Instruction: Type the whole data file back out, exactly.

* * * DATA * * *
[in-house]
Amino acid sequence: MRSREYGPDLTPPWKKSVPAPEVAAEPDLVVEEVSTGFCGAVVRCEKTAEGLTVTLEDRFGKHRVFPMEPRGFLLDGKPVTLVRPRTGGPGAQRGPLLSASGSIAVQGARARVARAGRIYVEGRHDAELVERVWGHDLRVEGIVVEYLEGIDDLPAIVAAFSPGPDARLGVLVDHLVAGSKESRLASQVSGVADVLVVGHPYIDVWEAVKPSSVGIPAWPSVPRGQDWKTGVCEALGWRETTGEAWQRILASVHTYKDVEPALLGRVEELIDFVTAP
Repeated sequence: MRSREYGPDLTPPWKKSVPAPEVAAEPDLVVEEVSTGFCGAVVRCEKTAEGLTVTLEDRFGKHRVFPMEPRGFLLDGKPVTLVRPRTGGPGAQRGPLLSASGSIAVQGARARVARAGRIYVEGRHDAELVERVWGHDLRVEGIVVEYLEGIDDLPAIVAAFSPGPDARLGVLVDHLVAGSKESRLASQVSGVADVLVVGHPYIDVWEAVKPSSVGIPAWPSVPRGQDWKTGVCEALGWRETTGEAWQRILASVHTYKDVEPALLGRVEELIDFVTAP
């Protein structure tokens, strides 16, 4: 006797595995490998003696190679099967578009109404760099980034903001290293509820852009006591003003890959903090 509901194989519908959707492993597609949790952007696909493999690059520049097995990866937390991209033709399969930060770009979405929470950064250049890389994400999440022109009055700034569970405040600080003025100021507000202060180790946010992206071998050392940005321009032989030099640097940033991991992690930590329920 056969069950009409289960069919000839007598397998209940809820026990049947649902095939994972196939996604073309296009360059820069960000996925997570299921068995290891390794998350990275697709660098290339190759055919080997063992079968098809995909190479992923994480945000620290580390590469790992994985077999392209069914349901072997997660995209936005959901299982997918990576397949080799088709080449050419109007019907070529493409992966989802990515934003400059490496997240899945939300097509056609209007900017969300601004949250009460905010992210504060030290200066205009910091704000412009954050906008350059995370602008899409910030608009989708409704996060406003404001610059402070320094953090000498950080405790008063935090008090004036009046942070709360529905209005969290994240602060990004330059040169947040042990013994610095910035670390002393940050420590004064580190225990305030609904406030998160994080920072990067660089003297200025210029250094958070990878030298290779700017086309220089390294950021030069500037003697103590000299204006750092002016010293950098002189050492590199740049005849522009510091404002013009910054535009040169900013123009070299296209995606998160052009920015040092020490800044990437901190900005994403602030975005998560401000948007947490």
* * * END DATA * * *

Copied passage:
[in-house]
Amino acid sequence: MRSREYGPDLTPPWKKSVPAPEVAAEPDLVVEEVSTGFCGAVVRCEKTAEGLTVTLEDRFGKHRVFPMEPRGFLLDGKPVTLVRPRTGGPGAQRGPLLSASGSIAVQGARARVARAGRIYVEGRHDAELVERVWGHDLRVEGIVVEYLEGIDDLPAIVAAFSPGPDARLGVLVDHLVAGSKESRLASQVSGVADVLVVGHPYIDVWEAVKPSSVGIPAWPSVPRGQDWKTGVCEALGWRETTGEAWQRILASVHTYKDVEPALLGRVEELIDFVTAP
Repeated sequence: MRSREYGPDLTPPWKKSVPAPEVAAEPDLVVEEVSTGFCGAVVRCEKTAEGLTVTLEDRFGKHRVFPMEPRGFLLDGKPVTLVRPRTGGPGAQRGPLLSASGSIAVQGARARVARAGRIYVEGRHDAELVERVWGHDLRVEGIVVEYLEGIDDLPAIVAAFSPGPDARLGVLVDHLVAGSKESRLASQVSGVADVLVVGHPYIDVWEAVKPSSVGIPAWPSVPRGQDWKTGVCEALGWRETTGEAWQRILASVHTYKDVEPALLGRVEELIDFVTAP
């Protein structure tokens, strides 16, 4: 006797595995490998003696190679099967578009109404760099980034903001290293509820852009006591003003890959903090 509901194989519908959707492993597609949790952007696909493999690059520049097995990866937390991209033709399969930060770009979405929470950064250049890389994400999440022109009055700034569970405040600080003025100021507000202060180790946010992206071998050392940005321009032989030099640097940033991991992690930590329920 056969069950009409289960069919000839007598397998209940809820026990049947649902095939994972196939996604073309296009360059820069960000996925997570299921068995290891390794998350990275697709660098290339190759055919080997063992079968098809995909190479992923994480945000620290580390590469790992994985077999392209069914349901072997997660995209936005959901299982997918990576397949080799088709080449050419109007019907070529493409992966989802990515934003400059490496997240899945939300097509056609209007900017969300601004949250009460905010992210504060030290200066205009910091704000412009954050906008350059995370602008899409910030608009989708409704996060406003404001610059402070320094953090000498950080405790008063935090008090004036009046942070709360529905209005969290994240602060990004330059040169947040042990013994610095910035670390002393940050420590004064580190225990305030609904406030998160994080920072990067660089003297200025210029250094958070990878030298290779700017086309220089390294950021030069500037003697103590000299204006750092002016010293950098002189050492590199740049005849522009510091404002013009910054535009040169900013123009070299296209995606998160052009920015040092020490800044990437901190900005994403602030975005998560401000948007947490």